Close on the heels of the online #MeToo movement that brought to light sexual harassment against women, Japanese women are now engaging in another one – the #KuToo movement.
And, this movement is one that is calling for a change in the formal dress code for women in Japan. The de facto dress code requires women in Japan to wear high heels at work. Flat shoes are looked down upon and the unspoken requirement is for women to wear heels. Unfortunately, this causes much pain and, sometimes, also results in injury to the feet of women.
The #KuToo movement, then, seeks to spread awareness about the fact that wearing uncomfortable shoes must not be an obligation and that this misogynistic practice must be stopped. It wants women to have the freedom to choose the shoes they’d like to wear.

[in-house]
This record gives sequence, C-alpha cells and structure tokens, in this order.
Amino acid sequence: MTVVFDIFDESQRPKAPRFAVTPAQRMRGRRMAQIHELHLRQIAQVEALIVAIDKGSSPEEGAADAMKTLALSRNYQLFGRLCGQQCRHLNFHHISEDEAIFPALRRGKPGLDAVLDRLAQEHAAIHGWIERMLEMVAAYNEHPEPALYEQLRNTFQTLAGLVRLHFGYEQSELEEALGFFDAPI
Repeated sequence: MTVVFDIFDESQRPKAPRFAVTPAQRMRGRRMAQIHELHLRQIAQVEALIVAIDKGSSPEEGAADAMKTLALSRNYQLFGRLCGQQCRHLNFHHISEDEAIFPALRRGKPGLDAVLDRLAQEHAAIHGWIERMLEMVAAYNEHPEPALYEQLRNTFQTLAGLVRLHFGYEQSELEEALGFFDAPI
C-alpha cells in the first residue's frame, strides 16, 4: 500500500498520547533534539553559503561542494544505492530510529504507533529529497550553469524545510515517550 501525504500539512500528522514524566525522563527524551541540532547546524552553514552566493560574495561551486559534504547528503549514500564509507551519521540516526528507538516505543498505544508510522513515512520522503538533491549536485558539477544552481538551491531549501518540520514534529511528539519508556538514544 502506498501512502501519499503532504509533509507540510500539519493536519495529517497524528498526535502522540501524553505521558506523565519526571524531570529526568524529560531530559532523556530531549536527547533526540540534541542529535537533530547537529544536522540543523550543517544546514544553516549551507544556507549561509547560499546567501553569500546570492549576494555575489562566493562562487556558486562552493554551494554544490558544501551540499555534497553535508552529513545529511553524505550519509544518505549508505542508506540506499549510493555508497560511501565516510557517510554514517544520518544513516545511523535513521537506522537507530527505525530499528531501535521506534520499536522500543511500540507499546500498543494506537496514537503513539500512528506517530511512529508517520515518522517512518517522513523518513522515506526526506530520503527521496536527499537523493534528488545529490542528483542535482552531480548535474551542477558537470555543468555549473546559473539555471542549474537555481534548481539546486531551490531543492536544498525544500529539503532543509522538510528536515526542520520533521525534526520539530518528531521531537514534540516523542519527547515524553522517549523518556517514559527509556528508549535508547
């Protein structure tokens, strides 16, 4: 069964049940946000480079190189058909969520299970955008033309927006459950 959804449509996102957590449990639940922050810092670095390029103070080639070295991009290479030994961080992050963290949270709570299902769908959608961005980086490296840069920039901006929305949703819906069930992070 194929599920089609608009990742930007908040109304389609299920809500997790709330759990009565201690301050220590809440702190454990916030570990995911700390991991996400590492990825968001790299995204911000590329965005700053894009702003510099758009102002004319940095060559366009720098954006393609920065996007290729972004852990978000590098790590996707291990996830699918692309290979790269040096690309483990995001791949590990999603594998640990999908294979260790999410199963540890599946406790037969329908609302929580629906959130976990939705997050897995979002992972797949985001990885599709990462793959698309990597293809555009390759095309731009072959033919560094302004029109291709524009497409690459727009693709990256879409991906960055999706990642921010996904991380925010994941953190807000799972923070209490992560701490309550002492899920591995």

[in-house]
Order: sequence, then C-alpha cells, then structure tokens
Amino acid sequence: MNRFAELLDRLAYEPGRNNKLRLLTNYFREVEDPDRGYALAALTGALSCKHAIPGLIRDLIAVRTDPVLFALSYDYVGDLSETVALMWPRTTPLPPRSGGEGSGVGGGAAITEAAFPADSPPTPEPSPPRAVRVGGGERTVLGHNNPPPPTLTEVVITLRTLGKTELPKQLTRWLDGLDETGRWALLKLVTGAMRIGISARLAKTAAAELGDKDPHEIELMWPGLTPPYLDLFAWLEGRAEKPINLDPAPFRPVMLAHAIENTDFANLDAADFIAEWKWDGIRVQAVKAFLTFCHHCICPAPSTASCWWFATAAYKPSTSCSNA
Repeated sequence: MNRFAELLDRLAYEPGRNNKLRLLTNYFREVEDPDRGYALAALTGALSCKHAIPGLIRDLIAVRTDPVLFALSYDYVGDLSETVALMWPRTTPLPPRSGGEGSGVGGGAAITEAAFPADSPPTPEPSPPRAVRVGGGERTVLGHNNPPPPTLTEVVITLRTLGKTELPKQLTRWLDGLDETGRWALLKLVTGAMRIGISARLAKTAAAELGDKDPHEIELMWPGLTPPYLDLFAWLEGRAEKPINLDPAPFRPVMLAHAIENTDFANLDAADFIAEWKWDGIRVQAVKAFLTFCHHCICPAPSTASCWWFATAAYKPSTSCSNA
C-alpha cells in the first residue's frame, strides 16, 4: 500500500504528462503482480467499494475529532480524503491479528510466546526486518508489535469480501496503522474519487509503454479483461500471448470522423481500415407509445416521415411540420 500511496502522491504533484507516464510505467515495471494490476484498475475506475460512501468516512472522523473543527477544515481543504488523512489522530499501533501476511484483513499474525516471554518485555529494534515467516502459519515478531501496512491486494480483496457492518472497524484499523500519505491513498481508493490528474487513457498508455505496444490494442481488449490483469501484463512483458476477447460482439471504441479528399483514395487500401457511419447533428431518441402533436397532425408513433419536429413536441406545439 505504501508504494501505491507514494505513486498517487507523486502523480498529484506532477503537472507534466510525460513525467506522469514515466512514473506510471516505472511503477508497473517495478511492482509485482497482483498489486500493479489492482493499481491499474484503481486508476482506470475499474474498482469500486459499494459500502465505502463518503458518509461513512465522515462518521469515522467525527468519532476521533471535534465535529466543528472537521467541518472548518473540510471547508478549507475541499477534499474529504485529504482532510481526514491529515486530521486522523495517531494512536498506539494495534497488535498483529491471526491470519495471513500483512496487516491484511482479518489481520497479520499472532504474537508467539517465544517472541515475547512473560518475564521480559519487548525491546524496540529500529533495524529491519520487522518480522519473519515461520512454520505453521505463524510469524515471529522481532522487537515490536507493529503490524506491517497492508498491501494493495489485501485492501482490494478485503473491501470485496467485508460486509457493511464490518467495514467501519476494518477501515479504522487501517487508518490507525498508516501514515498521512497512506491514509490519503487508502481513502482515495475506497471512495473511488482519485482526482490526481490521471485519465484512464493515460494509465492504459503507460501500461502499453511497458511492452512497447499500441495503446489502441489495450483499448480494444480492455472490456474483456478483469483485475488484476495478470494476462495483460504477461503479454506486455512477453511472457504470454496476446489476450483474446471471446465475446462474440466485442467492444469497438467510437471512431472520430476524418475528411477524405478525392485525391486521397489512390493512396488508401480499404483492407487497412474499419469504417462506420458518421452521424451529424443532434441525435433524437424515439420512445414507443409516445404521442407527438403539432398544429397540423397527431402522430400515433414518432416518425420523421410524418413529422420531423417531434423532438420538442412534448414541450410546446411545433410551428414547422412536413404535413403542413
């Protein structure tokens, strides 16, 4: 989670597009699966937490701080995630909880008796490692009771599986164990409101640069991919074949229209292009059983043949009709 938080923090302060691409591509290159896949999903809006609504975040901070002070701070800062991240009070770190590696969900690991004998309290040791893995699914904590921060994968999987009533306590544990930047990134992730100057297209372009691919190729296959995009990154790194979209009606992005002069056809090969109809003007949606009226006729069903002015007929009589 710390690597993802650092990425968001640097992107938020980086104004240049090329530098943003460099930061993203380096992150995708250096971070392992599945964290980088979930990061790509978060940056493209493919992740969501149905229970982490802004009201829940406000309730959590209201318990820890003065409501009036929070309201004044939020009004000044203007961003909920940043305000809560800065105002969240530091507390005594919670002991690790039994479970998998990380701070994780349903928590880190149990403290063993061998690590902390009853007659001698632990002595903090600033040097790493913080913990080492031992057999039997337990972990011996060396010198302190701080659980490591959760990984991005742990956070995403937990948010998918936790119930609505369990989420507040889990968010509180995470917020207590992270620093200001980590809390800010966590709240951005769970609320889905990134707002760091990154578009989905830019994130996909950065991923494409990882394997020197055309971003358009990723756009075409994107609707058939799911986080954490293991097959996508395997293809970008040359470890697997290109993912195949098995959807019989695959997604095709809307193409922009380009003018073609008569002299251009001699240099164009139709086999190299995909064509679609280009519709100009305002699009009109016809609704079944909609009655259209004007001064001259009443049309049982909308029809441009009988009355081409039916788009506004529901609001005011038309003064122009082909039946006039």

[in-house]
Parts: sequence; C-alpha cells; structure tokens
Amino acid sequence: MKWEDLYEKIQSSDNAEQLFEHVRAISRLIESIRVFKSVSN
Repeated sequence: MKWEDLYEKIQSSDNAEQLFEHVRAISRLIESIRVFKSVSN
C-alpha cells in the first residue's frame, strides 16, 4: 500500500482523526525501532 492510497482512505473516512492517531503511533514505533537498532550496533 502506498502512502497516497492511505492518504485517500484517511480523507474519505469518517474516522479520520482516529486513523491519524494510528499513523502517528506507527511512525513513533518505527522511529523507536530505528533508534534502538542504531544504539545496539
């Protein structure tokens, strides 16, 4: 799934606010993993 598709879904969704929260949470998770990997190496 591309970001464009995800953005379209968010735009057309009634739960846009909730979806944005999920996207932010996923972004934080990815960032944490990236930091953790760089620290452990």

It was started by Yumi Ishikawa, a Japanese model and actor, who shared a tweet about the same in January 2019. The tweet went viral and so did the #KuToo movement. This is a combination of two words, kutsu (shoe), kutsuu (pain or agony). Since then, Japanese women have taken to social media to express their rage and unhappiness with this practice. What is wonderful is that they have also received support from women and men across the globe.
Ishikawa also created a petition on Change.org in February asking for Japan’s Ministry of health, labour, and welfare to ask companies to forbid pressing women to wear heels at work.
What do you think about this interesting movement? Do let us know your thoughts in the comments section below.
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